The Complainant is Remy Cointreau of Cognac, France, represented by Nameshield, France.
The Respondent is du biao of “Xin Xiang”, China.
The disputed domain name <remycointreau.wang> (the “Domain Name”) is registered with Chengdu West Dimension Digital Technology Co., Ltd. (the “Registrar”).
The Complaint was filed with the WIPO Arbitration and Mediation Center (the “Center”) on July 22, 2015. On July 22, 2015, the Center transmitted by email to the Registrar a request for registrar verification in connection with the Domain Name. On July 23, 2015, the Registrar transmitted by email to the Center its verification response confirming that the Respondent is listed as the registrant and providing the contact details.
On July 27, 2015, the Center sent an email communication to the parties in both Chinese and English regarding the language of the proceeding. On July 28, 2015, the Complainant requested that English be the language of the proceeding. On July 29, 2015, the Respondent requested that Chinese be the language of the proceeding.
The Center verified that the Complaint satisfied the formal requirements of the Uniform Domain Name Dispute Resolution Policy (the “Policy” or “UDRP”), the Rules for Uniform Domain Name Dispute Resolution Policy (the “Rules”), and the WIPO Supplemental Rules for Uniform Domain Name Dispute Resolution Policy (the “Supplemental Rules”).
In accordance with the Rules, paragraphs 2(a) and 4(a), the Center formally notified the Respondent of the Complaint in English and Chinese, and the proceeding commenced on August 5, 2015. In accordance with the Rules, paragraph 5(a), the due date for Response was August 25, 2015. The Respondent did not submit any formal response save for email communications dated August 5, 2015 and August 25, 2015 which are not substantive but relates only to the language of the proceeding. Accordingly, the Center notified the parties that it would proceed to the Panel Appointment process on August 26, 2015.
The Center appointed Karen Fong as the sole panelist in this matter on September 4, 2015. The Panel finds that it was properly constituted. The Panel has submitted the Statement of Acceptance and Declaration of Impartiality and Independence, as required by the Center to ensure compliance with the Rules, paragraph 7.
On September 5, 2015, the Respondent sent an email to the Center with its response to the Complaint.
The Complainant was formed in 1990 as a result of the merger of holding companies of the Hériard Dubreuil and Cointreau families which controlled respectively the E. Remy Martin & C ° Company and the Cointreau Company. It is also the result of successive alliances between companies operating in the same sector of wines and spirits. Its main activity is the production and the sale of cognacs and liqueurs. Ninety-five percent of the production is sold outside France.
The Complainant owns many brands including COINTREAU, REMY MARTIN and REMY COINTREAU. The Complainant owns international trade mark registration for REMY COINTREAU under trade mark registration number 895405 registered on July 27, 2006. REMY COINTREAU is also registered in the Trade Mark Clearing House (TMCH) since January 28, 2015.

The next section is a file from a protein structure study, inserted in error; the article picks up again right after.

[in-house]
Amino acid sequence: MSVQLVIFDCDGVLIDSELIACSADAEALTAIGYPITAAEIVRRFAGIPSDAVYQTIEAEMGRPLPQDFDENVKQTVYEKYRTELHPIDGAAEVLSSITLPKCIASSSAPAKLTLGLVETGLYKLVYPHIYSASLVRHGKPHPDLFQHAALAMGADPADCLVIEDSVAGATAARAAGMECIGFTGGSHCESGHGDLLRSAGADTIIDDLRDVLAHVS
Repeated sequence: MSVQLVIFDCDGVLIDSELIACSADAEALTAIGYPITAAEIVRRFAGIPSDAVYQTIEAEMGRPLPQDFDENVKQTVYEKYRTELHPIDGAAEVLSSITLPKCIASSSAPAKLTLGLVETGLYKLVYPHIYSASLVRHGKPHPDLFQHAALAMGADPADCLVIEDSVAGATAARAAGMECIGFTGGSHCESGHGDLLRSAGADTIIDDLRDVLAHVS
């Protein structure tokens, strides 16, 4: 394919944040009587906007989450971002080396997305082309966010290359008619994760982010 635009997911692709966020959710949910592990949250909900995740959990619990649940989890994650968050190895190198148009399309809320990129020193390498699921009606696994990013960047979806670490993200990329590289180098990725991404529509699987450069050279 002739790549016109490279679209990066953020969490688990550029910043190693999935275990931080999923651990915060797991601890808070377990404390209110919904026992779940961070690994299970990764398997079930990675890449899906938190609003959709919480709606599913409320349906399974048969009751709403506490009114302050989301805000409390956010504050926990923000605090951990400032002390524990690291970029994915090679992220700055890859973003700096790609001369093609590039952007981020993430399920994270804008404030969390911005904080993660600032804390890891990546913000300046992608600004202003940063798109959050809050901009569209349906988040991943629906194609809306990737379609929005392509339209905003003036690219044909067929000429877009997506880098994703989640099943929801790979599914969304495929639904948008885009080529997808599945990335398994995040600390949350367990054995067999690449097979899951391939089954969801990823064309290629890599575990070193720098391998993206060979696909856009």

The Complainant owns and communicates on the Internet through various websites worldwide. Its main website is “www.remy-cointreau.com”, with corresponding domain nameregistered on October 7, 1996. The Complainant also owns the following domain names comprising the trade mark REMY COINTREAU.
The Respondent registered the Domain Name on July 1, 2015. It is not presently connected to an active website.
The Complainant contends that the Domain Name is identical or confusingly similar to the REMY COINTREAU trade mark, the Respondent has no rights or legitimate interests with respect to the Domain Name and that the Domain Name was registered and is being used in bad faith. The Complainant requests transfer of the Domain Name.
The Respondent did not reply to the Complainant’s contentions within the stipulated time limit but filed late submissions. It contends as follows:
1. That Chinese should be the language of the proceeding as the “.wang” generic Top-LevelDomain (gTLD) was set up to cater for the Chinese speaking community, “wang” being Pinyin (system used to write Chinese in Latin alphabet) for the words “king” and “net” in Chinese. The Registration Agreement is in Chinese and the Respondent is based in China. The use of English would be unfair to the Respondent.
2. The fact that the Domain Name is registered in Latin alphabet does not mean that the Respondent is familiar with the English language since Pinyin (system used to write Chinese) also uses Latin alphabet.
3. Domain names are registered on a first come first serve basis. Trade mark holders were given priority to register the trade mark during the sunrise period.
4. A domain name is not a trade mark and the Pinyin “remycointreau” itself is not a domain name.